The protesters marched through the streets of the eastern town of Valencia to protest at local authority bans applied in some parts of the country.
Famous names from the ritualistic 'sport' famously portrayed by Ernest Hemingway in his “Death in the Afternoon” novel attending the march were Enrique Ponce and Julian Lopez “El Juli” Escobar.
Both joined another famous fighter, Jose Antonio Morante Camacho, better known as Morante de la Puebla, at the gathering.
Participants held aloft banners proclaiming the practice as a key element of cultural expression.
“The bullfighting world is aware of the problem and maltreatment we are suffering at the hands of a part of the political class,” said Morante de la Puebla.
“We are here to say, this is our life, it's a tradition,” he bellowed.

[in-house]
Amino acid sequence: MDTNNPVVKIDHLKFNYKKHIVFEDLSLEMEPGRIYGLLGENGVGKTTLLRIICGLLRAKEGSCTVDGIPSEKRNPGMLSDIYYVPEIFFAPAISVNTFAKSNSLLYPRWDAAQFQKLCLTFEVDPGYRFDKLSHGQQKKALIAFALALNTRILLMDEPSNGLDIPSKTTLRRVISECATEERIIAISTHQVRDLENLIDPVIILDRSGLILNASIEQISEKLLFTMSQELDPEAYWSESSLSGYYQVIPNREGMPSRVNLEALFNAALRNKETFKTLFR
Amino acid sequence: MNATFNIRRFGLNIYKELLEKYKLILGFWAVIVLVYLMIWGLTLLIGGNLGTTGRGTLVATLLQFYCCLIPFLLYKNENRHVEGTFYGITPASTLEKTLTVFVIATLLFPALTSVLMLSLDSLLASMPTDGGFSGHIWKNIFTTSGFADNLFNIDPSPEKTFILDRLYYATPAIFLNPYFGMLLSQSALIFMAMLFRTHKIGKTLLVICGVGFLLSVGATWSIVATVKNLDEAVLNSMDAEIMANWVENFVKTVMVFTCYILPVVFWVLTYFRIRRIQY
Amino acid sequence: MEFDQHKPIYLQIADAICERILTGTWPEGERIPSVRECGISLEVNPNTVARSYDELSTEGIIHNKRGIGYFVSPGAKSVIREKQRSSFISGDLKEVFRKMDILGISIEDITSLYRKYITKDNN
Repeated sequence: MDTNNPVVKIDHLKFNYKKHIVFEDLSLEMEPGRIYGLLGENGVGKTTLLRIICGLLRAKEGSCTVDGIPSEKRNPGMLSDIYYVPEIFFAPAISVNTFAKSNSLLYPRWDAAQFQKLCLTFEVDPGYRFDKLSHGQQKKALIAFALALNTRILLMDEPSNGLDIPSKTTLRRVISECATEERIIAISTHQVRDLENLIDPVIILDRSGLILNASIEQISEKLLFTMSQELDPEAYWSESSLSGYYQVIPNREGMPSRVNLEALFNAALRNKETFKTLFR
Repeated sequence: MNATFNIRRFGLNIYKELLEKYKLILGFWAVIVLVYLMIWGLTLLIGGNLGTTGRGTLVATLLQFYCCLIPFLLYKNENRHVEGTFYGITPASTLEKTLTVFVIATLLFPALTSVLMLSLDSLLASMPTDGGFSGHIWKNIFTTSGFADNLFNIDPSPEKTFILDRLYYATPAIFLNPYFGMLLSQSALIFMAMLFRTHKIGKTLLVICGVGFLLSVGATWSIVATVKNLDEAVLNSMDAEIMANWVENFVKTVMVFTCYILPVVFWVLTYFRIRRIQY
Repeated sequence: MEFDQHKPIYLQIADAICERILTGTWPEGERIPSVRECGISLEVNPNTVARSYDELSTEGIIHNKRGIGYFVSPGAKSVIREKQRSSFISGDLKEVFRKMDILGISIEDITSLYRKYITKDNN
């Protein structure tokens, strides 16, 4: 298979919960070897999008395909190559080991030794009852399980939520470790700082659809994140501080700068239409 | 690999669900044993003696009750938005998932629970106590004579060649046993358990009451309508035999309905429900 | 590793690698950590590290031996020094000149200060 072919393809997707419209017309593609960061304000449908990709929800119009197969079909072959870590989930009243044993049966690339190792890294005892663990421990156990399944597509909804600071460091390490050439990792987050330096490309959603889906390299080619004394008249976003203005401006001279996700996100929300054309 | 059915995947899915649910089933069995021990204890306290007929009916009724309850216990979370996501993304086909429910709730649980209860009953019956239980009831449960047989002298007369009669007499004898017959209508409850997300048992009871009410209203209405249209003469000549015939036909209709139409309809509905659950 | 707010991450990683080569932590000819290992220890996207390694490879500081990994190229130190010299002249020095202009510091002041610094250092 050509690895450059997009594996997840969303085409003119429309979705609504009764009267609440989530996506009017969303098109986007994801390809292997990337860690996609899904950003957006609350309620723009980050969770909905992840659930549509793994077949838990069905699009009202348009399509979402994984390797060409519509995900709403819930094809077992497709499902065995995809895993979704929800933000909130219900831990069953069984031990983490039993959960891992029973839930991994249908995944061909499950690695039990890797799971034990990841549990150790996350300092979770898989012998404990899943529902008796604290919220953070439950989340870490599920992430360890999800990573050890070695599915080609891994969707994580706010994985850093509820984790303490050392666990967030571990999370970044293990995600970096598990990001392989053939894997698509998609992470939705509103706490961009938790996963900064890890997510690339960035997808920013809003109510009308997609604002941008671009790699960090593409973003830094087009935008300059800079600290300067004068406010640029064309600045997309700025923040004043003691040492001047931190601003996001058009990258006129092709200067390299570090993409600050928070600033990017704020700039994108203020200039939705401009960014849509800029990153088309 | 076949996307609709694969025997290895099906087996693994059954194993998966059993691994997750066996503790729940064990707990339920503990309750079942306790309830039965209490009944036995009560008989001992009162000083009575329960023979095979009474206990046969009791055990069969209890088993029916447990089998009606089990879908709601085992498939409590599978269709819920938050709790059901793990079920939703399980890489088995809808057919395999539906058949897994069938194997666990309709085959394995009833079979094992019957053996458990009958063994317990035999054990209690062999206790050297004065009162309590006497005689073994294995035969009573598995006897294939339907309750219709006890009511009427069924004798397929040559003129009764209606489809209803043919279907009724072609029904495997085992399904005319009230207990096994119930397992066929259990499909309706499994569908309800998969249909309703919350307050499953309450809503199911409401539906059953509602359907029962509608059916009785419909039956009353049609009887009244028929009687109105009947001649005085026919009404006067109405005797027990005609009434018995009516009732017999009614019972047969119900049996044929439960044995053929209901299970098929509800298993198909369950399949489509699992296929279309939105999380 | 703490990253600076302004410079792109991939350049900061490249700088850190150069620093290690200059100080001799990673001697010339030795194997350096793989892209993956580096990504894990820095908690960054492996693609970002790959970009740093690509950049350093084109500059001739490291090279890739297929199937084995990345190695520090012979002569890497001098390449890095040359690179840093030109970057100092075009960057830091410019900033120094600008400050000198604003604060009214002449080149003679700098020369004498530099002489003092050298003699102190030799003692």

Ponce meanwhile read a tract in defence of bullfighting, insisting the tradition has for centuries been an integral part of Spanish culture even if some refuse to accept it as such.
And he urged that 'toreros' be treated with equal respect as those persuing other 'artistic' activities.
The morning had seen a lower-key protest against bullfighting with some 20 semi-clad activists who had splattered themselves with red ink to symbolise the bulls' suffering demanding the practice be abolished.
Spain is split overall on the issue.
Six years ago the largely autonomous regional Catalan goverment banned 'corridas' or bullfighting in the region.
Some cities run by leftist administrations including Madrid and Valencia also recently cut subsidies for bullfighting.